In deep learning, a convolutional neural network (CNN or ConvNet) is a class of deep neural networks, that are typically used to recognize patterns present in images but they are also used for spatial data analysis, computer vision, natural language processing, signal processing, and various other purposes The architecture of a Convolutional Network resembles the connectivity pattern of neurons in the Human Brain and was inspired by the organization of the Visual Cortex. This specific type of Artificial Neural Network gets its name from one of the most important operations in the network: convolution.
What Is a Convolution?
Convolution is an orderly procedure where two sources of information are intertwined; it’s an operation that changes a function into something else. Convolutions have been used for a long time typically in image processing to blur and sharpen images, but also to perform other operations. (e.g. enhance edges and emboss) CNNs enforce a local connectivity pattern between neurons of adjacent layers. CNNs make use of filters (also known as kernels), to detect what features, such as edges, are present throughout an image. There are four main operations in a CNN:
- Non Linearity (ReLU)
- Pooling or Sub Sampling
- Classification (Fully Connected Layer)
The first layer of a Convolutional Neural Network is always a Convolutional Layer. Convolutional layers apply a convolution operation to the input, passing the result to the next layer. A convolution converts all the pixels in its receptive field into a single value. For example, if you would apply a convolution to an image, you will be decreasing the image size as well as bringing all the information in the field together into a single pixel. The final output of the convolutional layer is a vector. Based on the type of problem we need to solve and on the kind of features we are looking to learn, we can use different kinds of convolutions.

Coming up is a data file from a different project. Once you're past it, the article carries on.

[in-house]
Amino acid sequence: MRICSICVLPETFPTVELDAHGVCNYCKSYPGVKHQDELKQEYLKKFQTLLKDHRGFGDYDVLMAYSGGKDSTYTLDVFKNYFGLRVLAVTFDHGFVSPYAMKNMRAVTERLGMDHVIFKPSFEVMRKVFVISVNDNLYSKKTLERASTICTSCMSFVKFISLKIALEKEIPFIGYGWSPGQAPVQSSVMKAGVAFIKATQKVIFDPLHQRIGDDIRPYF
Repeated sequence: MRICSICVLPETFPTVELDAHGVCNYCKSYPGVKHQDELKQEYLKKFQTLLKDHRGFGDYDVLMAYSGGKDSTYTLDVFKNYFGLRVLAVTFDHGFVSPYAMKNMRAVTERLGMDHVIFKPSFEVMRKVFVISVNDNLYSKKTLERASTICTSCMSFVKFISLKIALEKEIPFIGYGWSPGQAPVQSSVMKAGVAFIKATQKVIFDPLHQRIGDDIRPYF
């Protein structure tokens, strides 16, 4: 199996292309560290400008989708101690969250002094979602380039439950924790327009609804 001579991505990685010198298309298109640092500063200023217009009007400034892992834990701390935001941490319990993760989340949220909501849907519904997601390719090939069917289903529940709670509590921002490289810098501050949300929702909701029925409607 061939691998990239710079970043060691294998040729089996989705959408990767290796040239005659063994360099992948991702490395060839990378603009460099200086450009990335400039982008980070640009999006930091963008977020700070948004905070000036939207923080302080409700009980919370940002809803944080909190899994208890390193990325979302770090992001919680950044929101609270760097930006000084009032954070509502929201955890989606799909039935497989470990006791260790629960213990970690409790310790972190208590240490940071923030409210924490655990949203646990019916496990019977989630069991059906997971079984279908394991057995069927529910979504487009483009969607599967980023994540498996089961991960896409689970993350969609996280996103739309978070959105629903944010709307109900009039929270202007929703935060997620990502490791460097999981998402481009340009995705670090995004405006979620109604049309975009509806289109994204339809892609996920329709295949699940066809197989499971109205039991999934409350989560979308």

The 2D Convolution Layer
The most common type of convolution that is used is the 2D convolution layer and is usually abbreviated as conv2D. A filter or a kernel in a conv2D layer “slides” over the 2D input data, performing an elementwise multiplication. As a result, it will be summing up the results into a single output pixel. The kernel will perform the same operation for every location it slides over, transforming a 2D matrix of features into a different 2D matrix of features.
The Dilated or Atrous Convolution
This operation expands window size without increasing the number of weights by inserting zero-values into convolution kernels. Dilated or Atrous Convolutions can be used in real time applications and in applications where the processing power is less as the RAM requirements are less intensive.
There are two main types of separable convolutions: spatial separable convolutions, and depthwise separable convolutions. The spatial separable convolution deals primarily with the spatial dimensions of an image and kernel: the width and the height. Compared to spatial separable convolutions, depthwise separable convolutions work with kernels that cannot be “factored” into two smaller kernels. As a result, it is more frequently used.
These types of comvolutions are also known as deconvolutions or fractionally strided convolutions. A transposed convolutional layer carries out a regular convolution but reverts its spatial transformation.